10 Tips For Web Success
by: David Risley
The webmaster’s biggest job is to get their traffic up and keep customers/visitors coming back. Building the site is one thing, but simply building and posting a website does not guarantee traffic.
In fact, a website could be beautiful and an example of all the latest technology and still not attract a single visitor if not promoted correctly. Here are 10 tips to guide you to success with your website.
(1) The internet is a new medium.
At least compared to print, it is. A website is a waste if it simply re-hashes something which could easily be put into print. Don’t have the site be just an online brochure. Put up features which take advantage of the internet as a medium of communication. Filter information for them. Provide search capability. Provide interactivity with features like forums, quizzes and tools. Web visitors like to interact.
(2) Treat the Customer’s Time as Valuable.
When a person visits your website, you have their attention for that point in time. You either need to use it or you will lose it – fast. Most visitors have short attention spans, what you need to design your site homepage so that it grabs their attention and provides what they are looking for right away. Its like walking into a restaurant. If you walk in and just stand there and nobody comes to greet you, you might wonder what is happening. But, if the hostess comes and greets you right away and walks you to a table, then you will be there for awhile and eat. The same analogy goes for websites. Don’t overcomplicate your website homepage. Best results will be obtained if you make it very clear where to click to find what they need.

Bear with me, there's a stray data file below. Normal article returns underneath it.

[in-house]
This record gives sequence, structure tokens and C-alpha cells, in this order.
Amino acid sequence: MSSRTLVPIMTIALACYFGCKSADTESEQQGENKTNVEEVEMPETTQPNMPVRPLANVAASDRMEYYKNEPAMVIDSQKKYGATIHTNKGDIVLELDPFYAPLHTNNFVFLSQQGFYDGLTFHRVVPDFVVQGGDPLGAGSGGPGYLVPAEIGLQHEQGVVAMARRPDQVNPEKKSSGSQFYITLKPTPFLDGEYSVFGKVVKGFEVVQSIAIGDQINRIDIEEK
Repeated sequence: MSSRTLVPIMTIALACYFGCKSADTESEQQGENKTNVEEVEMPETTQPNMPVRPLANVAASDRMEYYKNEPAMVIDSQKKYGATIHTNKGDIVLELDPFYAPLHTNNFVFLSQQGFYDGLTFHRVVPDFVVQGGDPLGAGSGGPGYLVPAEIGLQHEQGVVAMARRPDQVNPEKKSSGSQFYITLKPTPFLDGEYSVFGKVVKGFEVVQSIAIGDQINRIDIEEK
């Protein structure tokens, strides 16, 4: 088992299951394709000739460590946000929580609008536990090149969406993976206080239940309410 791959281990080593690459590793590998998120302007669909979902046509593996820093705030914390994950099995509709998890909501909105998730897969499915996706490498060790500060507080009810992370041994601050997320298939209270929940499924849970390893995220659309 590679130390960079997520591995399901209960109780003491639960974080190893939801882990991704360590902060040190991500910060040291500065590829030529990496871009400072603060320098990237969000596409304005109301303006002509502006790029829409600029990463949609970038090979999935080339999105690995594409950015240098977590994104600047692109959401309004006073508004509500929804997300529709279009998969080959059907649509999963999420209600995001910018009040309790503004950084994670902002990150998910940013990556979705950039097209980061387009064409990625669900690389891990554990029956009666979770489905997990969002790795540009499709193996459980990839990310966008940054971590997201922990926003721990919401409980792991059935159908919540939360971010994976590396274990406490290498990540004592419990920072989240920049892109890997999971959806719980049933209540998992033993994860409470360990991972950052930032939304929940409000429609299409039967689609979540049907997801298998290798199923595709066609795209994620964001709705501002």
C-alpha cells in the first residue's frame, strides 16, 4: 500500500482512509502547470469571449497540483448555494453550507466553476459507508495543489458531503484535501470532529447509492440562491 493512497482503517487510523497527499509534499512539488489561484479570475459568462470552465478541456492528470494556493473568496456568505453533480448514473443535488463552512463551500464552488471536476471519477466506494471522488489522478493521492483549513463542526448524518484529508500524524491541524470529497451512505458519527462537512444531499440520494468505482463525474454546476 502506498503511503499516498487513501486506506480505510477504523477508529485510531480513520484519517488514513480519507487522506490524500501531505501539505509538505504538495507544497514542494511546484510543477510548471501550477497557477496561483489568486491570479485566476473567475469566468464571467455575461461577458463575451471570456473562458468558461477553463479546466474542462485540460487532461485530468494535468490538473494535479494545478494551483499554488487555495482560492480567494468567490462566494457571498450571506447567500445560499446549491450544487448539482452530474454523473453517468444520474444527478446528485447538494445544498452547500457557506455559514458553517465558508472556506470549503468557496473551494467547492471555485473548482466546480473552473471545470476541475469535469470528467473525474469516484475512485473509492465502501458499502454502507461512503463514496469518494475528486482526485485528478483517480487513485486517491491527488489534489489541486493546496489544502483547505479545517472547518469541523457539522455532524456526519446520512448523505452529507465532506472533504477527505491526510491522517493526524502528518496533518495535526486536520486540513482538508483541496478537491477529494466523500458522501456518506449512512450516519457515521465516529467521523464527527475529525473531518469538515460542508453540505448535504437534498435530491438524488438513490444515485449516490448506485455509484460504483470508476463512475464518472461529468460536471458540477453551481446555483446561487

(3) Design the site for customers, not the company.
Your site needs to satisfy the needs of customers, not the company. So, don’t post content which is not really useful to the site’s customer. And avoid over-flattering marketing hype about the company. It inflates the ego of the company more than it helps your customer.
(4) Involve the Visitor.
Keep the visitor involved and make them feel like a valuable contributor. Actively ask for the feedback and suggestions. Ask for communication from your visitors and answer that communication swiftly. When getting that communication, capture their email address. This will allow you to communicate with them long after they have moved on and forgotten about you.
(5) Keep it Current.
You need to have content on your website which is timely and relevant to the customer’s life. Posting month-old news is not interesting. Posting dry product information which never changes is not interesting. Yes, you need to have product information and other information on your site that won’t change much, but you can also post more timely content. You can, for example, post content about how your products can be used in certain situations in life. Provide tips and techniques – things which are immediately applicable and solve a problem.
(6) Pay Attention to Form/Design.